Infants with a White parent are three-quarters of all mixed infants. In the quarter of mixed births involving minority parents only, Hispanics are again central. Infants with one Black parent, usually the father, and one Hispanic parent are 8.5 percent of all mixed births. Infants with one Hispanic parent and one non-Hispanic parent of mixed race are 3.6 percent; and those with one Hispanic parent and one Asian parent are 3.2 percent. Infants with a Black parent, usually the father, and a racially mixed parent are also appreciable in number at 3.9 percent of mixed births. The remaining 6.1 percent are scattered among various combinations of mixed minority origins.

To put the mixing between Whites and minorities into perspective, infants born to a minority-White parent combination are more numerous than those born to two Black parents (9.1 percent of all births). However, when births to Black mothers who are solo parents (that is, no information for fathers is given) are counted in the unmixed Black group, then the unmixed Black group, at 13.6 percent, eclipses the mixed minority-White group. The latter is also smaller than the unmixed Hispanic group, at 19.5 percent of all births. However, no other group of minority babies approaches the mixed minority-White one in size.

Another way of thinking about numerical impact is in terms of the share of births to minority parents that also involve White parents. Consider the Hispanic population in this regard, since it is the largest minority in the United States and projected to increase substantially in size by midcentury. In 2018, 29.1 percent of all births involving Hispanic parents also involved a non-Hispanic parent, and 20.7 percent–one of every five–involved a White parent. Of course, many contemporary Hispanic parents are immigrants, and the rates of mixing are moderately higher when parents are U.S. born. The story is more or less the same for other minority populations. Even for Whites, still the largest ethnoracial population in the United States, the rate of mixing is appreciable: 19.0 percent, or one out of five.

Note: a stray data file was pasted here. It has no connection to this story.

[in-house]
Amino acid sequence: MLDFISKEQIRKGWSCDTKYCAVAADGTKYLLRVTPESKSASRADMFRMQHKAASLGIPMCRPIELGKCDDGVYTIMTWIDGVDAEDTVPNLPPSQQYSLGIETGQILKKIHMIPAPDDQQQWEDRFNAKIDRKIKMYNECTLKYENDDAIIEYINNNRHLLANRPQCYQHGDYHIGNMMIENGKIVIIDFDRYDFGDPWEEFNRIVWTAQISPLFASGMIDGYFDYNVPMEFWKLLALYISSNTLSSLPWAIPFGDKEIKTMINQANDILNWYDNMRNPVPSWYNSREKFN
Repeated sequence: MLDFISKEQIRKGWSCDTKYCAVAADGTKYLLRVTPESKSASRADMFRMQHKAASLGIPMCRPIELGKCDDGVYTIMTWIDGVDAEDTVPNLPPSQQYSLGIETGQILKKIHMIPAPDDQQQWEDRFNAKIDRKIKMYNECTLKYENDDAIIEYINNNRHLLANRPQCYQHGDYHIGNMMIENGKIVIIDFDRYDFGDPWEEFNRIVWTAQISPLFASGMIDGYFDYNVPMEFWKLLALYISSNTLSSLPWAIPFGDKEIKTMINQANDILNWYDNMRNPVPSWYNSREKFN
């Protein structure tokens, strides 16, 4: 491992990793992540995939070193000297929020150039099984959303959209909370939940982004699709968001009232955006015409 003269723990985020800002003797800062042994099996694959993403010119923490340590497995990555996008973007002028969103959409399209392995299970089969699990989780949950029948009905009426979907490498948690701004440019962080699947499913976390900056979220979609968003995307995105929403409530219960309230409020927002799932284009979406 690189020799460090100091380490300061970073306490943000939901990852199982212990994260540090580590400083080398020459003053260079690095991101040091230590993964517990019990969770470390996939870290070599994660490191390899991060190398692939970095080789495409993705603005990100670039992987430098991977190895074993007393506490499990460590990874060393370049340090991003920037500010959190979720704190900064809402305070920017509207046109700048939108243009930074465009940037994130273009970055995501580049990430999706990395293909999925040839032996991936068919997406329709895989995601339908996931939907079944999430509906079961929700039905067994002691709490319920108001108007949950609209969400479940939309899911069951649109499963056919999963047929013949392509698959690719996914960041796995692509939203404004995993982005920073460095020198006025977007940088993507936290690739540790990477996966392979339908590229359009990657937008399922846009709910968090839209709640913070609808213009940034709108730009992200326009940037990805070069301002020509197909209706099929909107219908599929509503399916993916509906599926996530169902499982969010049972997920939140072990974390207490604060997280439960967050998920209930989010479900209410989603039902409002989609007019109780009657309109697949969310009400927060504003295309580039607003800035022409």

Like the rate of intermarriage, the percentage of all infants with mixed parentage has been rising over time. The best measure we have of this trend comes from census data and must for this reason be limited to infants in households containing both parents. In 1980, just 5 percent of these infants had mixed parentage, and this mixing incidentally was dominated by Anglo-Hispanic couples. In 2017, the equivalent percentage was 16.1 percent, a threefold rise in less than forty years.

It seems certain that the rate of mixing will continue to rise, although it is impossible to say how high it will go. Key demographic features of the immigrant-origin minority populations point in different directions. On the one hand, their rising size over time is likely to dampen somewhat family mixing because larger groups offer more opportunity for in-group partnering. (By the same logic, the declining size of Whites among young adults is consistent with greater mixing for them.) On the other hand, the generational shift away from the immigrants–and especially to the third generation–is strongly associated with family mixing. And, in the case of Hispanics, increasing educational attainment is, too. The population projections of the Census Bureau indicate much greater future mixing between Whites and minorities.8

One great truism of social science is that where we start in life is a very good predictor of where we wind up. And for many children from mixed minority-White backgrounds, their start in life is better than where those with the same minority family origins start, though it is typically not equivalent to where White children begin. The one great exception involves children with one White and one Black parent, who suffer at the start from systemic racism that accompanies them as they grow up.